A student studying for an exam while on break at work.
Credit: Bonnie Kittle |
A student studying for an exam while on break at work.

The struggles of working retail while being a college student

Students who juggle jobs and school just to make ends meet while trying to prepare for a future in the workforce do not have it easy. From balancing a boss's demands to a professor's, it's always a balancing act.

Being a college student is challenging enough, but being a student working retail can be twice the challenge. No other jobs attract student employees like retail jobs. Students apply for retail positions more than any other positions, and there are many reasons why.

Working retail isn’t the most rewarding job while being a student, especially when it comes to money. Another big problem is fitting a job into a busy academic schedule.

“I always feel stuck at work, meaning I wish I could find a better paying job, but as a college student your schedule changes every four months or so and working in grocery retail, the hours are flexible,” said Maurice Goodlett, a 22-year-old junior. 

Senior Veronica Montgomery, 24, is also a retail worker who seeks better paying employment, but has not been able to due to her school schedule.

“I definitely feel stuck at my job, I am always applying for jobs, but with my school schedule it was hard for me to go anywhere,” Montgomery said. “I always get interviews, but I have to turn them down because the hours they would like me to work, just don't fit around my school schedule.”

Students feel as if the amount of work that they do does not match the pay, which makes them question if it is worth it.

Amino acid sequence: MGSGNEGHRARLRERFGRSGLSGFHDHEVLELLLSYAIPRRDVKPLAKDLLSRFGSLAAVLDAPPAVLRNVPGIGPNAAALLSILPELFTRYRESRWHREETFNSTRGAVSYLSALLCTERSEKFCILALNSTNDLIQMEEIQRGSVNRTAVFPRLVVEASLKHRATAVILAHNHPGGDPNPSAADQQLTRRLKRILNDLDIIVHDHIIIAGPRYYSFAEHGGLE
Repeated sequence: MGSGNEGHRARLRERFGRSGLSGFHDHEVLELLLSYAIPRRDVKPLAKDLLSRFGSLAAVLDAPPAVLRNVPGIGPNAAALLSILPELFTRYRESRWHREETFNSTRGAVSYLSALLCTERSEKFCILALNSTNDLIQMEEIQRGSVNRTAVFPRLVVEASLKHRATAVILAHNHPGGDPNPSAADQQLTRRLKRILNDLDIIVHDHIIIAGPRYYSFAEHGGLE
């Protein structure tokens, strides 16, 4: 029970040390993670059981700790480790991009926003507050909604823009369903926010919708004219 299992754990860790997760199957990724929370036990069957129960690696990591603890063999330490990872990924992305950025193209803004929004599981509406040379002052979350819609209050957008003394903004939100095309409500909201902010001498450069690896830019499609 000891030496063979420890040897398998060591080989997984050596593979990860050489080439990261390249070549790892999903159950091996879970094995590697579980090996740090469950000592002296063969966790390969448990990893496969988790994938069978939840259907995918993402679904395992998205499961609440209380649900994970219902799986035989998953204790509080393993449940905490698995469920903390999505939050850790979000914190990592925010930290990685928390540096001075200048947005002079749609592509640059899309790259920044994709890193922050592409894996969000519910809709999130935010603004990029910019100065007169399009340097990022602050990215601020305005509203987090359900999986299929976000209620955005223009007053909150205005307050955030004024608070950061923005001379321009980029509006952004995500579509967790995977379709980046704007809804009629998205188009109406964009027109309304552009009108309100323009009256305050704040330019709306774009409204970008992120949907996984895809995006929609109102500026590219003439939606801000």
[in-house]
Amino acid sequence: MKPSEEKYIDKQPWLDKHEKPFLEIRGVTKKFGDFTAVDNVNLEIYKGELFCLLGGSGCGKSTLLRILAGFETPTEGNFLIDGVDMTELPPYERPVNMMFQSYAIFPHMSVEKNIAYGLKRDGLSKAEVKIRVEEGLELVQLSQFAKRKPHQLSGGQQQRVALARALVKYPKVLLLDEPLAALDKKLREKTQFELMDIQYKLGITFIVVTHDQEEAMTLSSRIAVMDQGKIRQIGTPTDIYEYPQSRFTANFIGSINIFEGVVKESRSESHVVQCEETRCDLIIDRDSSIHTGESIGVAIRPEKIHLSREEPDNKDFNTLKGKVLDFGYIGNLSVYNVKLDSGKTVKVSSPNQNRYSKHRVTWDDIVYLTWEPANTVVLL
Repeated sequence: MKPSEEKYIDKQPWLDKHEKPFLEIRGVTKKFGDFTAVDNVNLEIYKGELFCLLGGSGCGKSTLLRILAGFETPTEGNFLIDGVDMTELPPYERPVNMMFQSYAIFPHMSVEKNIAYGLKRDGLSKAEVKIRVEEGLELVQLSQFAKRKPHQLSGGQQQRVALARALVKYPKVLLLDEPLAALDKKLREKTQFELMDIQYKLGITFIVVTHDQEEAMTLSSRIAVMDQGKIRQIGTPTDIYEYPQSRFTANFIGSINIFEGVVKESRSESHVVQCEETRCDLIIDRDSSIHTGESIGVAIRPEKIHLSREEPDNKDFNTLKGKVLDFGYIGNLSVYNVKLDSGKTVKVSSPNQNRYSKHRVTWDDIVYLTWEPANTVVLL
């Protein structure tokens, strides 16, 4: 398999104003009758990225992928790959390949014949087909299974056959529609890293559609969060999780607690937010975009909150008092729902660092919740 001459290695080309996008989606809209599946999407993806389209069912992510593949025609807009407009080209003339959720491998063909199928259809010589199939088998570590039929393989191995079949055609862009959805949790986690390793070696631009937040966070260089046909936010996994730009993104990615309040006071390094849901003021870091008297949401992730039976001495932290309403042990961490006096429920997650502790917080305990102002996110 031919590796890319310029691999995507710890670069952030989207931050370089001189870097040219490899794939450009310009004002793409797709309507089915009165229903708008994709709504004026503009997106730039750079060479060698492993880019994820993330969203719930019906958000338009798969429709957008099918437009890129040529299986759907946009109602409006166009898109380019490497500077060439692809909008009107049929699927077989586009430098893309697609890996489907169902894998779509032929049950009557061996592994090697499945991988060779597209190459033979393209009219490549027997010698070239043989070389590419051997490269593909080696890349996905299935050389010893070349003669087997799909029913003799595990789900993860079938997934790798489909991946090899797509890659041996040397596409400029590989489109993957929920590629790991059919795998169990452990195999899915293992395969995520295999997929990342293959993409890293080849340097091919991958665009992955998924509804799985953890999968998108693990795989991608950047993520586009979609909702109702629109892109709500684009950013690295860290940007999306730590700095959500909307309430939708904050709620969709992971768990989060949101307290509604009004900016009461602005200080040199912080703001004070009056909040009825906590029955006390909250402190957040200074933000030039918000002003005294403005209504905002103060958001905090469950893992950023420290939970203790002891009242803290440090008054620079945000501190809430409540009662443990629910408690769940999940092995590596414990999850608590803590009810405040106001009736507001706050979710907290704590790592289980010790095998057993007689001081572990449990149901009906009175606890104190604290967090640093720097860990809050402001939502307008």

“Literally breaking your back, lifting heavy boxes of water for $8.50 an hour — pushing carts, it’s not worth it,” Goodlett said. “One time we had to push carts in a snowstorm, it was three inches of snow, 12 midnight, my ride was outside — it got so bad, my mom hopped out of her car and pushed a couple carts.”

Montgomery agreed with Goodlett, adding her thoughts on the compensation.

“They don’t pay us enough for what we do,” Montgomery added. “I will never forget having my $200 checks and having to buy books for school, one book is basically my whole check.”

There are often times when students have to pick their job over school, and then there are times when students have to pick school over their job. It can be hard creating a balance between the two.

“I always find myself picking work over school at times because I need money for school, transportation, food, etc.” said Melissa Brooks, a 24-year-old criminology major. “Working part-time hours with little pay just doesn’t cut it, managers know what days I have school, but they’ll still call me if someone calls off on the days they know that I have school, but I end up skipping class at times because I need the money.”

However, Goodlett finds himself choosing school over work.

“Sometimes I’ll call off work because I find myself putting too much time into my job and not enough into school — I’m at work more days than school,” Goodlett said. “So yeah, I’ll call off work for a mental health day and just study for exams or coursework material.”

Working retail while being a college student doesn’t have to be completely bad. There can be some pros on how to get through both.

The Stater asked the students in this interview to give tips to others who work retail while attending college. These are the tips from the students listed below:

  1. Learn to appreciate the uncomfortable environment because it will make you pursue your dreams and work harder in your academics.
  2. Never lose sight of your end goal.
  3. Don’t get “comfortable” at your job.
  4. Stay humble and stay in school. You’re going to have some days where you will want to give up, but once you get your degree, everything will be worth it.
  5. Working retail will build character as you’re a student finding yourself. It teaches you how to maneuver out of hard situations.
  6. If you know you have a goal in the end, make the job work for you. 
  7. Save your money and make investments.